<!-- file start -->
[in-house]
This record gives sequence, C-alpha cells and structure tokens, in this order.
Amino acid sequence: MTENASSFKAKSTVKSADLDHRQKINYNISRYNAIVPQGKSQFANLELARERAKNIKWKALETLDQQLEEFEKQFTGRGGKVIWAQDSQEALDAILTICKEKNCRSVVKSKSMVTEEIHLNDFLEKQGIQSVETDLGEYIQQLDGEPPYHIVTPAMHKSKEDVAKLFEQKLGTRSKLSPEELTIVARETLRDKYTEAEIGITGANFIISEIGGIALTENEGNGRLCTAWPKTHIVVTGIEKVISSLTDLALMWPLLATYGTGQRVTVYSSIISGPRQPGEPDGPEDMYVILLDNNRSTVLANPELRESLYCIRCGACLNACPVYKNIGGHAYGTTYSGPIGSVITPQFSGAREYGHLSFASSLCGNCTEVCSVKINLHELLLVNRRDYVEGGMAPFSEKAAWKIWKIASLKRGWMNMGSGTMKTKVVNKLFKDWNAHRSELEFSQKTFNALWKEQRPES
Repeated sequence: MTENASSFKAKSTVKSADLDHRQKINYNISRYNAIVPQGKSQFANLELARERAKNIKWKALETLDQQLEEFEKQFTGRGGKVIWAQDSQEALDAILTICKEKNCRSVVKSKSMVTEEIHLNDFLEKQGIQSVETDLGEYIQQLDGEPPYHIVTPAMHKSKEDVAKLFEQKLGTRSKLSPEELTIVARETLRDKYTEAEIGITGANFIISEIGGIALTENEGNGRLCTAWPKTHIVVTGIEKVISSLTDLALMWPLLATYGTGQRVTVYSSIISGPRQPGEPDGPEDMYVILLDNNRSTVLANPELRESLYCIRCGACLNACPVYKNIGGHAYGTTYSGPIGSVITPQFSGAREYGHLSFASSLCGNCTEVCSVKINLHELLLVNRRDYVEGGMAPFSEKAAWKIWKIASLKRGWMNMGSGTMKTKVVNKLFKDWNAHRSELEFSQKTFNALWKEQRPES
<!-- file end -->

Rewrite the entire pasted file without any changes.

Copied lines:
[in-house]
This record gives sequence, C-alpha cells and structure tokens, in this order.
Amino acid sequence: MTENASSFKAKSTVKSADLDHRQKINYNISRYNAIVPQGKSQFANLELARERAKNIKWKALETLDQQLEEFEKQFTGRGGKVIWAQDSQEALDAILTICKEKNCRSVVKSKSMVTEEIHLNDFLEKQGIQSVETDLGEYIQQLDGEPPYHIVTPAMHKSKEDVAKLFEQKLGTRSKLSPEELTIVARETLRDKYTEAEIGITGANFIISEIGGIALTENEGNGRLCTAWPKTHIVVTGIEKVISSLTDLALMWPLLATYGTGQRVTVYSSIISGPRQPGEPDGPEDMYVILLDNNRSTVLANPELRESLYCIRCGACLNACPVYKNIGGHAYGTTYSGPIGSVITPQFSGAREYGHLSFASSLCGNCTEVCSVKINLHELLLVNRRDYVEGGMAPFSEKAAWKIWKIASLKRGWMNMGSGTMKTKVVNKLFKDWNAHRSELEFSQKTFNALWKEQRPES
Repeated sequence: MTENASSFKAKSTVKSADLDHRQKINYNISRYNAIVPQGKSQFANLELARERAKNIKWKALETLDQQLEEFEKQFTGRGGKVIWAQDSQEALDAILTICKEKNCRSVVKSKSMVTEEIHLNDFLEKQGIQSVETDLGEYIQQLDGEPPYHIVTPAMHKSKEDVAKLFEQKLGTRSKLSPEELTIVARETLRDKYTEAEIGITGANFIISEIGGIALTENEGNGRLCTAWPKTHIVVTGIEKVISSLTDLALMWPLLATYGTGQRVTVYSSIISGPRQPGEPDGPEDMYVILLDNNRSTVLANPELRESLYCIRCGACLNACPVYKNIGGHAYGTTYSGPIGSVITPQFSGAREYGHLSFASSLCGNCTEVCSVKINLHELLLVNRRDYVEGGMAPFSEKAAWKIWKIASLKRGWMNMGSGTMKTKVVNKLFKDWNAHRSELEFSQKTFNALWKEQRPES